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      • Scoop Jackson..."News 60" said:

        Okay, now I got it. Couldn’t understand how “JM” might be connected to Sharon, unless you were using a “blog name” like I am.

        Glad to hear from you, and yes, we all get by “with a little help from our friends!”

        Enjoy your day,
        Scoop

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      • Hi Scoop,
        I figured you would get it. I’m just trying to say Thank You to someone without invading their privacy. Shari

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      • Scoop Jackson..."News 60" said:

        Yep, I have done the same thing. Still, I think you deserve credit for how well the site looks and the content is great. Keep up that good work!

        🙂
        Scoop

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      • Thank you for all the kind comments. You’ve made me feel accomplished!

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      • Scoop Jackson..."News 60" said:

        Thank you, but you’ve achieved everything on your own…I just get to be one who enjoys it! Hope to hear from you as you can.

        Enjoy your day, Sharon…
        Scoop

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      • Scoop Jackson..."News 60" said:

        How are you doing, Sharon? Hope you had a good weekend…

        Scoop
        🙂

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      • I’m doing well, Scoop, a bit tired, but isn’t that part of the bargain of adulthood – a perpetual state of exhaustion? Ha ha.

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      • Scoop Jackson..."News 60" said:

        It’s a guarantee that “tired” and “adult life” go hand in hand! I am amazed at how many things get in my way and slow me down as I get older.

        Don’t sweat the moments like that. Just relax and take the day as it comes. Things will get better…

        Scoop 🙂

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      • Thinks will get better, I’m just getting used to a completely different schedule. Thank you, Scoop, for your unflagging support.

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      • Scoop Jackson..."News 60" said:

        Well, you’re welcome for the support. Did your work schedule change, or someone’s work/school schedule? Those things can throw anyone off…

        If it helps to talk about things, I’ll be happy to listen. I won’t even charge you!

        Enjoy your day, Sharon.
        Scoop 🙂

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      • Actually, it’s not bad news at all, just a different and unexpected life from the one I led a month ago. For many years I’ve worked several part time jobs, most of them teaching after school enrichment programs. I worked late afternoon to early evening, then went home and with the inevitable second wind, I stayed up quite late and wrote. That’s how this blog got started, late at night.
        At the end of the last school year, I realized that I couldn’t make ends meet and looked for another job. Late last month I was hired as a full time teacher’s aide, of course now getting up now very early and getting home late afternoons. I love the job but the change in my routine is taking a bit of a toll on me. I’ll make the necessary adjustment and be fine in a short while. I appreciate your concern, but I’m so lucky to have this job. Please don’t worry about me.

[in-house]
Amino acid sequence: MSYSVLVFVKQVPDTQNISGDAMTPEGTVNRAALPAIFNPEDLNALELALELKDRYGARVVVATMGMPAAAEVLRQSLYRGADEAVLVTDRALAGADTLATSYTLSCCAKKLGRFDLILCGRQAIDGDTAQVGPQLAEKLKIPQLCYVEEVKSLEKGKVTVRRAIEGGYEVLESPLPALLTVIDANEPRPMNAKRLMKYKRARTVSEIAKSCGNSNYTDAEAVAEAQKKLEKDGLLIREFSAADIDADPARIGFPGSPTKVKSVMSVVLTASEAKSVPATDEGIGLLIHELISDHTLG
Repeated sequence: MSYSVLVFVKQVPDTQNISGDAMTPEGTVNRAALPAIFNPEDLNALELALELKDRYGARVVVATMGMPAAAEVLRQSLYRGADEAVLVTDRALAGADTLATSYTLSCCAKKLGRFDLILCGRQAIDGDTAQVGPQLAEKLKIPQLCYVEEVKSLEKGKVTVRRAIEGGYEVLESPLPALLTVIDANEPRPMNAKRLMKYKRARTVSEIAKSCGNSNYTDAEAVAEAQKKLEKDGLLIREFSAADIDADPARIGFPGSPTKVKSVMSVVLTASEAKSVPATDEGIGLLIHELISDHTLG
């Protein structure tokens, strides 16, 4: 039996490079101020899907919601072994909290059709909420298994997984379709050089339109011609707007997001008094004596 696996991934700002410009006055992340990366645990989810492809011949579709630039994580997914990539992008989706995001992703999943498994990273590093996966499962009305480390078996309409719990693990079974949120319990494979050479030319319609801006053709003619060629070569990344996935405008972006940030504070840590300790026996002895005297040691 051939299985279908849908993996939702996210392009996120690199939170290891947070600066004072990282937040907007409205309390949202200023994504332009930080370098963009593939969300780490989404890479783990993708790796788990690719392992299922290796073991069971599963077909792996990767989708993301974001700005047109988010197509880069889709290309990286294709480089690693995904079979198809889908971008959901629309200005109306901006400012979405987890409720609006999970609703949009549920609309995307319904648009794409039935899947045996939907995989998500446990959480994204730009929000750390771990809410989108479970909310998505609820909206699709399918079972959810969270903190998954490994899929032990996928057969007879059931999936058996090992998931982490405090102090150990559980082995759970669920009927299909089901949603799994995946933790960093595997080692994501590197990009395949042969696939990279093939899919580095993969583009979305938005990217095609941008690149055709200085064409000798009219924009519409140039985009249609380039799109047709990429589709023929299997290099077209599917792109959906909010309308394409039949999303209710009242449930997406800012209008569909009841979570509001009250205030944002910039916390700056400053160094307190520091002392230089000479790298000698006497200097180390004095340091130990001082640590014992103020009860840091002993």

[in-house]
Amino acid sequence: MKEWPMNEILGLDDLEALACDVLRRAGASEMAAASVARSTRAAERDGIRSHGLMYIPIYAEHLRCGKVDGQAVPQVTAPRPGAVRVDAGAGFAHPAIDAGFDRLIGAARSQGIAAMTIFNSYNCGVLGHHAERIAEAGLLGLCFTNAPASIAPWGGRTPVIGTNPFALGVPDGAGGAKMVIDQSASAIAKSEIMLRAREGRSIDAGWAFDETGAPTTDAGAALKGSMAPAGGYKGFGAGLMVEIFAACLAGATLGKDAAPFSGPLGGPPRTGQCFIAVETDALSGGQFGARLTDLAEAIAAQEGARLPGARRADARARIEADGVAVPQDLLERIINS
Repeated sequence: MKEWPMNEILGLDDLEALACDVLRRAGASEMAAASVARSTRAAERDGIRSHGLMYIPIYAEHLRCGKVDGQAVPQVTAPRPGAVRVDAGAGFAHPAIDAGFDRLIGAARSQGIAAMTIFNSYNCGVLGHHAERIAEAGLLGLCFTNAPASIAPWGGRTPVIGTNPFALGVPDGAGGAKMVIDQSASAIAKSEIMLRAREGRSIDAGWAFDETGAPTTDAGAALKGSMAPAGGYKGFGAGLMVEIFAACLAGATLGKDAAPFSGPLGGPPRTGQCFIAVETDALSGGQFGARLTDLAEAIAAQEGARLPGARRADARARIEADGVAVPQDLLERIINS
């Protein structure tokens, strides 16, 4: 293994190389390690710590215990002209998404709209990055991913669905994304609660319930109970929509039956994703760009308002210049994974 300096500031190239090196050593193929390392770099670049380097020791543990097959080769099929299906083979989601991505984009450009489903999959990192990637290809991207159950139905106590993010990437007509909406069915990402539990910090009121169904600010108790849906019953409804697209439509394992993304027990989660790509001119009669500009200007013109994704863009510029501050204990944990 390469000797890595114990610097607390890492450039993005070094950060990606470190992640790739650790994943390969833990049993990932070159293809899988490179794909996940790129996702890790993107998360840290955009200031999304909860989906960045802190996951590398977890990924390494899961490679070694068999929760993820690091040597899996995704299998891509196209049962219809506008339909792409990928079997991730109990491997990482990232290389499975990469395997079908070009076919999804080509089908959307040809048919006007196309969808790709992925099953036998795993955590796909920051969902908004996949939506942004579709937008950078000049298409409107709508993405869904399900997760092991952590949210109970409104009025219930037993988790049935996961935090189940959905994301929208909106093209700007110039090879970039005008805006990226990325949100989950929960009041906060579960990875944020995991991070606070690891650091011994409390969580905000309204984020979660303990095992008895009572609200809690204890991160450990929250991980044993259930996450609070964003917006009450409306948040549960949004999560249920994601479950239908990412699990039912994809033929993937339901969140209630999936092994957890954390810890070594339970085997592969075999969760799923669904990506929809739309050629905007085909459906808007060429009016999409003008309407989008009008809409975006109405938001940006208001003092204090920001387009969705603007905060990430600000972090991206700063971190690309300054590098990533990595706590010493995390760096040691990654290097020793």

Hope all is well at your end.

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      • Scoop Jackson..."News 60" said:

        Wow, a great bit has changed for you! Congrats on the job. I went through a time many years ago of working a couple of PT jobs myself…no fun at all!

        I also had one job, again several years back, which was a “swing shift,” working from 3:30-12:00 midnight. I’d always worked the 8-5 thing before that…again, it was crummy…

        You are a trooper, Sharon, I can tell. You just do what has to be done and carry on. The bills gotta get paid, food has to be bought, need to pay the rent, etc.

        The human body has a great way of adjusting to things, especially when fueled with motivation. Yes, you will make the changes and your body and soul will come around…just take care of it as best you can.

        Take care, lady, and talk to me anytime. You can use my email at: “scoopjackson60@yahoo.com” if you’d like to share more often or privately. I really mean that.

        Enjoy your day and relax as much as possible.

        Scoop 🙂

        Like

      • As I talk to other folks, I find the part time jobs and the mid-life changes to be very common. We are all adapting as best we can and I am no different from millions of others. You’ve gone through your own adaptations and I hope are coming out with better opportunities.
        Thank you for your concern, but I worry about homeless children and elderly with few resources far more and those mired in poverty.
        Me, I’m fine and I’m lucky.

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      • Scoop Jackson..."News 60" said:

        You’ve got a big heart! But for you to worry for them doesn’t help either circumstance. I don’t mean that in a cold, uncaring way.

        You can help to support them in other ways which will help both you and them do better rather than feeling bad.

        Just take care of yourself first…you and your family family deserve that.

        Scoop

        Like